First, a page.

Mr Shrigiriwar says his hospital is highlighting an issue that is not unique to the district, but is also a problem elsewhere in the country.

Meanwhile, farmers are facing other challenges, too.

Farmers' issues have come into sharp focus in India, with other problems plaguing the broader sector and cotton farming in particular. There have been high rates of farmer suicides in the country, with Maharashtra having some of the worst rates.

Much of this is blamed on the fact that small farm owners in particular find it hard to turn a profit. Crop failure, often due to weather conditions, for example, can be devastating for farmers who regularly take out loans to buy seeds, pesticides and fertilisers.

The role of middlemen is also a major problem for farmers, as their profits get diluted because of the various layers of traders in the supply chain.

More than 50 per cent of India's population is dependent on agriculture for their livelihoods and the sector makes up 17 per cent of the country's GDP.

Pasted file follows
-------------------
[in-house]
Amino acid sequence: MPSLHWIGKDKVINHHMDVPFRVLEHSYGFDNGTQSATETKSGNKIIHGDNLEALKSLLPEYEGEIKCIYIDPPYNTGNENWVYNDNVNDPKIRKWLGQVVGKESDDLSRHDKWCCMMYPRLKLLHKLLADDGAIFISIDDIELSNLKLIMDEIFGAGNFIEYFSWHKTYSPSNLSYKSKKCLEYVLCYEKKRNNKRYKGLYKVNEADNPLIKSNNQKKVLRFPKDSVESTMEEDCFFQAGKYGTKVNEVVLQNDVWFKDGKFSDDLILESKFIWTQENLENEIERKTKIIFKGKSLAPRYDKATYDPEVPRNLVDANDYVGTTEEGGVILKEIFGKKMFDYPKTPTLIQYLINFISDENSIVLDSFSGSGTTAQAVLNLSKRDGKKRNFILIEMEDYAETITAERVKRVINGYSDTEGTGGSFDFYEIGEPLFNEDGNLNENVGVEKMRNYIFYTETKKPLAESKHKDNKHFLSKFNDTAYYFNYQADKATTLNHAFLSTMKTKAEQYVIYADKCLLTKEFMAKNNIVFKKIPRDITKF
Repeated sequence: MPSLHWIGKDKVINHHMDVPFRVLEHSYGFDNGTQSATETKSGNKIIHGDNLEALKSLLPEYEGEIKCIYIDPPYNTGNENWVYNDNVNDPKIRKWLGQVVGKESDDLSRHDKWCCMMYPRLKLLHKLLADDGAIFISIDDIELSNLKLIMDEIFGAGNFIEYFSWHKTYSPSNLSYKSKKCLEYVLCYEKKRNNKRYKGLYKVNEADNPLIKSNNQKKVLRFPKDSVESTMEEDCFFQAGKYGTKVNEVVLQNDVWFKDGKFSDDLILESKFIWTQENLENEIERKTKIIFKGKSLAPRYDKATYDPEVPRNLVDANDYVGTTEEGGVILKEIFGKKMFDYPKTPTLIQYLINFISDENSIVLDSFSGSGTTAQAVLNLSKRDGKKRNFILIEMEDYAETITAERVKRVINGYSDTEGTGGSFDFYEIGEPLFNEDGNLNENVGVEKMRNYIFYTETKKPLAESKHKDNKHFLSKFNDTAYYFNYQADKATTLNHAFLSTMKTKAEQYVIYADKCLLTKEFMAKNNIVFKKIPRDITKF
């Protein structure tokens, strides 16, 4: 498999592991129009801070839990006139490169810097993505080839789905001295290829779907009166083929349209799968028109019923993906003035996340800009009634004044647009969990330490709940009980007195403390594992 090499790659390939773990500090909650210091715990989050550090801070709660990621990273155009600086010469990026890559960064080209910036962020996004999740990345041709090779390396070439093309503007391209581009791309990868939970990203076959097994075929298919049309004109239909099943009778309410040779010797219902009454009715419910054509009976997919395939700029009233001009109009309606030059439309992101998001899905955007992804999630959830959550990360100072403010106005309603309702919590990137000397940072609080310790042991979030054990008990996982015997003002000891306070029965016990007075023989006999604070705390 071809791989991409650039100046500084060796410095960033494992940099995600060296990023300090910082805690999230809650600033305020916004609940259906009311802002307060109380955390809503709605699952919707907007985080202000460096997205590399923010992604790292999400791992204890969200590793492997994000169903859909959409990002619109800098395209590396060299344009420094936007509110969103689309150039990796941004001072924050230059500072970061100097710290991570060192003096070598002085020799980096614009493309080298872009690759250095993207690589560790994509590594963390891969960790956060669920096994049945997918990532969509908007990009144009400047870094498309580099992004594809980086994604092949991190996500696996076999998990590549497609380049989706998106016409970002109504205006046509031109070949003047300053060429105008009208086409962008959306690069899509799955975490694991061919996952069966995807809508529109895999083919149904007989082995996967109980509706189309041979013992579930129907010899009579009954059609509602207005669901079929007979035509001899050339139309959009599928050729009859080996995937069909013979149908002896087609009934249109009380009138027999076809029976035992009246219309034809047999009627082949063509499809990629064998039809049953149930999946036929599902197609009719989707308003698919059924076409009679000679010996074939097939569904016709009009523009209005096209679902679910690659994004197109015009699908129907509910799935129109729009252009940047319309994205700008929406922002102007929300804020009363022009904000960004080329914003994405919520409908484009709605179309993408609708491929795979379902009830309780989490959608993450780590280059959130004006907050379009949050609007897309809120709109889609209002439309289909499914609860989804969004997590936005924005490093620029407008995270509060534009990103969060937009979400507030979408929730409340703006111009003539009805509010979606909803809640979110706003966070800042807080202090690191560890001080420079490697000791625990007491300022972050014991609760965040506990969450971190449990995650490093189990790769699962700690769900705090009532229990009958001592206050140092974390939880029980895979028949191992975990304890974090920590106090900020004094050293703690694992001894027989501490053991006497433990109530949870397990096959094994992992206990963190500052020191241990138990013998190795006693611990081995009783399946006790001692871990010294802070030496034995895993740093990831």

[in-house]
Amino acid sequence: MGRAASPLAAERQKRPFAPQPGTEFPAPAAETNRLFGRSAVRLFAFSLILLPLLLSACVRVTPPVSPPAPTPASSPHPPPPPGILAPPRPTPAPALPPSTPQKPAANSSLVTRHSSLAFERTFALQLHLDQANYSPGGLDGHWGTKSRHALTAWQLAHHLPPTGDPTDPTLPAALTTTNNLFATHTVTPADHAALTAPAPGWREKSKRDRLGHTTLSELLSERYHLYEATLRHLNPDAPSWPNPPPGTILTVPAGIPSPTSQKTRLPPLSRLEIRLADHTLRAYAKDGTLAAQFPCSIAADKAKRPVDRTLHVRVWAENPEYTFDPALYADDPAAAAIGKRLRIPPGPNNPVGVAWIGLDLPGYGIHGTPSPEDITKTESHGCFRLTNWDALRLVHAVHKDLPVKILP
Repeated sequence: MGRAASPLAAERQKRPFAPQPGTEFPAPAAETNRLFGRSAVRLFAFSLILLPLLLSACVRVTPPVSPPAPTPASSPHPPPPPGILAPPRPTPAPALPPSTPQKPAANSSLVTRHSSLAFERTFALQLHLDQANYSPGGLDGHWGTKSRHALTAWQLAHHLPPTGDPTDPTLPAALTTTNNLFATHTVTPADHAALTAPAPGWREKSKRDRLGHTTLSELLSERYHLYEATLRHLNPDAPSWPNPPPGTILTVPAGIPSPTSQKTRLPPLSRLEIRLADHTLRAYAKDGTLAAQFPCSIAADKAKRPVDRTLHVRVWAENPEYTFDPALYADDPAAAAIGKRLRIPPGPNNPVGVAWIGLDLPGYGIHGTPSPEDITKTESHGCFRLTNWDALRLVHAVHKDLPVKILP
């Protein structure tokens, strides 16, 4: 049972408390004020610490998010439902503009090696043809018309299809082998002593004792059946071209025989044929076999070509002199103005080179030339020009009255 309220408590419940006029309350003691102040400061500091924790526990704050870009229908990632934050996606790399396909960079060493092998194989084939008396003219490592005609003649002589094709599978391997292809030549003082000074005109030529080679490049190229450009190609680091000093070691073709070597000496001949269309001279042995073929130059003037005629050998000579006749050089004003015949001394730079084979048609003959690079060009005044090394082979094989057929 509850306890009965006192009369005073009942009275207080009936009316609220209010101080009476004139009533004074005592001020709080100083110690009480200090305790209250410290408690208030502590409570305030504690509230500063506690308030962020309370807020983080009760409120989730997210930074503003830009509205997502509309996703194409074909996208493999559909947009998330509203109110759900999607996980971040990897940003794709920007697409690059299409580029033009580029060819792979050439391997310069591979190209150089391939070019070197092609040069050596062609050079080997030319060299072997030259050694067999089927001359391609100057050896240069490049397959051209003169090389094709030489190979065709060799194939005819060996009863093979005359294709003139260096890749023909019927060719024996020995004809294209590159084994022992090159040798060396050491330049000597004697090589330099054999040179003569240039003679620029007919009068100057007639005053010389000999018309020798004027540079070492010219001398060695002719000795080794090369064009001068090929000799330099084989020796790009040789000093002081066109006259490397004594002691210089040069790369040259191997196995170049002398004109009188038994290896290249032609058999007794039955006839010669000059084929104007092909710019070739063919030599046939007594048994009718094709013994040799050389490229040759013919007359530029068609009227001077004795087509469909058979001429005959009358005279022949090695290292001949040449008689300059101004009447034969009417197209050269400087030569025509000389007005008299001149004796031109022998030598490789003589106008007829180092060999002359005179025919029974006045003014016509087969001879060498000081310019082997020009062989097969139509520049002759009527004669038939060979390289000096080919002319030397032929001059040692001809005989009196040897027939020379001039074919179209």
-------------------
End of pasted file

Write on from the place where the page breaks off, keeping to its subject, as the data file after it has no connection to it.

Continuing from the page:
Following protests by farmers, the state of Maharashtra this year launched a US$5 billion loan waiver scheme for the sector. Other states including Uttar Pradesh and Punjab also launched costly loan waiver packages to help relieve struggling farmers. These issues have become increasingly political, with key elections being held in the state of Gujarat this month and ahead of general elections in 2019.

But recently released data shows that 2,414 farmers took their lives in Maharashtra in the first 10 months of this year, bringing the success of the scheme into question.

“It's very difficult for us to make profits,”  says Ashok Kale, a cotton farmer. “All our costs are going up and the rates that we get for our crops are bad.”

Authorities in Maharashtra say steps are being taken to improve the situation for farmers, including when it comes to the use of pesticides.